According to History Defined, here are the ten (10) strange professions that no longer exist.
There was a time when certain professions were in high demand, but as our society evolved and advanced, some of these professions became obsolete.
Moreover, with the aspect of ever-changing technology, many jobs that exist today are vastly different – or nonexistent – from those 10, 20, or 30 years ago.
So, what happened to all those old careers?
This list will discuss some of the strangest but back-then-necessary jobs that have disappeared.
You can mainly attribute the disappearance of many of these ways to make money to technological advances.
For example, modern bowling alleys have elaborate systems that collect balls and pins, so pinsetters are no longer necessary.
Likewise, with the spread of proper refrigeration, the cool job of ice cutters became a thing of the past.
This article will discuss ten strange professions that no longer exist.
Who knows, maybe you’ll learn about a job that your ancestors did before you were born.
1. The Human Alarm Clock
In the days before alarm clocks, people used to hire others to wake them up in the morning.
It may not seem complicated, but it was quite an essential job in the 1800s.
The “Human Alarm Clocks” or “Knocker Uppers” would often use long poles to tap on the windows of their employers or even shoot peas at the glass of their windows.
It may seem like an unnecessary job, but think about it, didn’t people back then need to wake up at certain times too?
After all, you could miss an important meeting or appointment if you oversleep.
Can you imagine having to pay someone to wake you up every morning?
If you’ve ever been bowling, you’re aware that machines reset the pins after each turn.
But before these automatic pinsetters, there was a whole profession devoted to manually setting the pins back up.
The “employees” of these jobs were often children.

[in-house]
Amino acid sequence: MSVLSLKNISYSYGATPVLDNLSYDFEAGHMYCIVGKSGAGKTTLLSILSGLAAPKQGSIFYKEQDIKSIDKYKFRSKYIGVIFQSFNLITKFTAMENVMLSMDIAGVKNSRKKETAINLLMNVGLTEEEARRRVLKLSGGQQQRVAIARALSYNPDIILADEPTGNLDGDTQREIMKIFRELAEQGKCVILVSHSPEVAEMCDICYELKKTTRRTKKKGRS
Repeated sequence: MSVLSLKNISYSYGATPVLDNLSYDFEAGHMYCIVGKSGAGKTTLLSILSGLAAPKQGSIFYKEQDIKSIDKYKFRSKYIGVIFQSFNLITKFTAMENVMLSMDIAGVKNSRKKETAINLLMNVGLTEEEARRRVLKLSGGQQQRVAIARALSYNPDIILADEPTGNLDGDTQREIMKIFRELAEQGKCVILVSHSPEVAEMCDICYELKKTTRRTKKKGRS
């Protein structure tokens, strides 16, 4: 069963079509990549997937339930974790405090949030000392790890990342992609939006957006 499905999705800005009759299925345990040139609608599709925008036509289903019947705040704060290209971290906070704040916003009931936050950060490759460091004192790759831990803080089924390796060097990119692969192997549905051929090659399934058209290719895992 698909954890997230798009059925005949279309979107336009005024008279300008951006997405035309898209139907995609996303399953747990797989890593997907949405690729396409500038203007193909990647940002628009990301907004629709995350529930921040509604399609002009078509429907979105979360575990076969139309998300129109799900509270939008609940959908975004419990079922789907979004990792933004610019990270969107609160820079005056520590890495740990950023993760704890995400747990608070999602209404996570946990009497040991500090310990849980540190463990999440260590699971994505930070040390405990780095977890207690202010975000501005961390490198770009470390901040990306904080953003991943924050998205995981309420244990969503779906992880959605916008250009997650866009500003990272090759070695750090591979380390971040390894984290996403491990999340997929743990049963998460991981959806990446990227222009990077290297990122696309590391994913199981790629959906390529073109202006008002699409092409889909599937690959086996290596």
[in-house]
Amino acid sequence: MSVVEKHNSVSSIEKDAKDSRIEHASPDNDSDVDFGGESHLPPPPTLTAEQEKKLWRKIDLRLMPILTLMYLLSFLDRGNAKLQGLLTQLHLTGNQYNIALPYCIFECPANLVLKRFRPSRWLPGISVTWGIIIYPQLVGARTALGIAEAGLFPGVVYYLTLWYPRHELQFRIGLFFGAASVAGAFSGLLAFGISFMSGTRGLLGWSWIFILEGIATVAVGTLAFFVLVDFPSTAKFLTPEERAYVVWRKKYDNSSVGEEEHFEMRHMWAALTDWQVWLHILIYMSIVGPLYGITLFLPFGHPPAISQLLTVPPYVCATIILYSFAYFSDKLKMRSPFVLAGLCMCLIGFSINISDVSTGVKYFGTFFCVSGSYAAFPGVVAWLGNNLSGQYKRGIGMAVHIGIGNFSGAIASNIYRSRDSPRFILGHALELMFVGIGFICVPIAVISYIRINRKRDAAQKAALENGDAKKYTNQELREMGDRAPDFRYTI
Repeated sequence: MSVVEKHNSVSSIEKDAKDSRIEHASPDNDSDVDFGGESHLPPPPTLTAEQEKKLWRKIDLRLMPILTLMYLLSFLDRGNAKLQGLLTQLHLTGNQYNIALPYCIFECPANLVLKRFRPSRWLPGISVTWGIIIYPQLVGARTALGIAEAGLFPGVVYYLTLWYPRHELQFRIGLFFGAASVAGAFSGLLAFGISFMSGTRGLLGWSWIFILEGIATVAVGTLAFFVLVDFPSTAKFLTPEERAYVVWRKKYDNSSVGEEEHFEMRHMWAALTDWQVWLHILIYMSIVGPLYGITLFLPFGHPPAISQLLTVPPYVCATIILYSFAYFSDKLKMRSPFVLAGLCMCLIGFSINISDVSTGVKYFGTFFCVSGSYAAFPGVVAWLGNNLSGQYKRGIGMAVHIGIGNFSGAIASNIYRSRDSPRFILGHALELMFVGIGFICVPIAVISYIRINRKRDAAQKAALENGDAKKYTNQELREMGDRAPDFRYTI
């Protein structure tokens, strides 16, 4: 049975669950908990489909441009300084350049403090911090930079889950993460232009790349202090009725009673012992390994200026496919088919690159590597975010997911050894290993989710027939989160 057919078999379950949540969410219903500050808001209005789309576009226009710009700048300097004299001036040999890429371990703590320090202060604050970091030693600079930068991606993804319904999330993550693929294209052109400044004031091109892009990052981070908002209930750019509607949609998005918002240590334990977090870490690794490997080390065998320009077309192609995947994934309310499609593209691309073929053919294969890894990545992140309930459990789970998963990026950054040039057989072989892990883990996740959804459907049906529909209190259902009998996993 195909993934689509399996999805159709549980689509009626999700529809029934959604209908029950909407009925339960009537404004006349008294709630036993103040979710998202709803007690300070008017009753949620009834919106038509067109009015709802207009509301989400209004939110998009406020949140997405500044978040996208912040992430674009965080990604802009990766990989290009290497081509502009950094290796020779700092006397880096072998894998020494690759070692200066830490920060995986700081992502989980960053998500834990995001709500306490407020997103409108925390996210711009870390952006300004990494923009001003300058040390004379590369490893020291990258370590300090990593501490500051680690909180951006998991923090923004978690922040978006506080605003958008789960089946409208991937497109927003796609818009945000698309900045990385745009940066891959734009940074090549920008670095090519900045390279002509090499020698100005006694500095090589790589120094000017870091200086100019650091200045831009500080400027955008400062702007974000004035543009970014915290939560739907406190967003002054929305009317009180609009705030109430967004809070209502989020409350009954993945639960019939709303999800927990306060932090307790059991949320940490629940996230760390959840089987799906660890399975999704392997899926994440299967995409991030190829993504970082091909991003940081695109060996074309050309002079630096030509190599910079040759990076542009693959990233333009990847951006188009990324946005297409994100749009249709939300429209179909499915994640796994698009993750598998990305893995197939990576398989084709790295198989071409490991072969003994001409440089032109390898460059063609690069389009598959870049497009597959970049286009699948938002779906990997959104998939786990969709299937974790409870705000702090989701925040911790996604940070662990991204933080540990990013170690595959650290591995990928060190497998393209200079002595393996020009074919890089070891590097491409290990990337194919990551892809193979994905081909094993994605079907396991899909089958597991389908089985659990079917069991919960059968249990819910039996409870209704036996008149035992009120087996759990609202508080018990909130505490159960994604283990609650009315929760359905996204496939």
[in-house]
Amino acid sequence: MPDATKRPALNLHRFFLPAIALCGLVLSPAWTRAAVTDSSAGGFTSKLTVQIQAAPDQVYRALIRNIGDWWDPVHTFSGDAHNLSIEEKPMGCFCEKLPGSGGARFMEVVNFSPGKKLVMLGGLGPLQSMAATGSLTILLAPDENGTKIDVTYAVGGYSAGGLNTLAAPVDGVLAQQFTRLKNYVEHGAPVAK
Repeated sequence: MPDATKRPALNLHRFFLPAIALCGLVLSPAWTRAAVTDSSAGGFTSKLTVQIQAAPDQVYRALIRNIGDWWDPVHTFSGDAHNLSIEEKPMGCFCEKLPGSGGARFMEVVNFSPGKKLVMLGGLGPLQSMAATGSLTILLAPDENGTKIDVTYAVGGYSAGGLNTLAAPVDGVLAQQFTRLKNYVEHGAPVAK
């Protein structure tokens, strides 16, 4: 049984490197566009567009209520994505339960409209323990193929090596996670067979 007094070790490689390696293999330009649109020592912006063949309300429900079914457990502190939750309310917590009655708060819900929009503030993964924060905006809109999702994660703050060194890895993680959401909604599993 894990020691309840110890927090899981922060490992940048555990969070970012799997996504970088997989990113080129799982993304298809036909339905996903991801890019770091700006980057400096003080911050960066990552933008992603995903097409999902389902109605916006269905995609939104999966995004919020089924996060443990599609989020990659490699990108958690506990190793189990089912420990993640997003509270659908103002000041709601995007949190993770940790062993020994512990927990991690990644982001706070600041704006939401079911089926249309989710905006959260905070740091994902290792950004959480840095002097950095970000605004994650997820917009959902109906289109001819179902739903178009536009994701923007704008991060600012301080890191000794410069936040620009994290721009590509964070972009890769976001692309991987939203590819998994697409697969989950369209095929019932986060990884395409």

This was a tedious job. The introduction of automatic pinsetters in 1956 by the Brunswick Company was revolutionary for the industry – and put many manual laborers out of a job.
In addition, the job could be dangerous for the children as flying pins or bowling balls could hit them.
Of course, a job like this violates child labor laws today, but it was a different time back then.
3. Ice cutter
Did you know that before modern refrigeration, people used to cut ice from lakes and rivers to store food?
Ice cutting was an actual profession in the 1800s, and it was a dangerous job.
The ice cutters would use large saws to cut the ice blocks, which they would then transport to homes and businesses.
This profession quickly became obsolete with the advent of modern refrigeration by the 1920s.
It’s hard to believe that people used to do this for a living, but it shows how much our society has changed in such a short period.
4. Leech Collectors
In the days before modern medicine, leeches were used for bloodletting, a medical practice in which doctors extracted blood from a patient to treat various diseases.
You might view this as a strange and barbaric practice, but leeches were actually in high demand by doctors.
So much so that there were people who collected them for a living.
These “leech collectors” often went into swamps and marshes to find the leeches.
They would use old horses, which the leeches attached themselves to, or the collector would use their own bodies to attract the leeches.
Can you imagine having to do this for a living?
It was the duty of a lamplighter to light the streets at night, just as it is with today’s electric streetlights.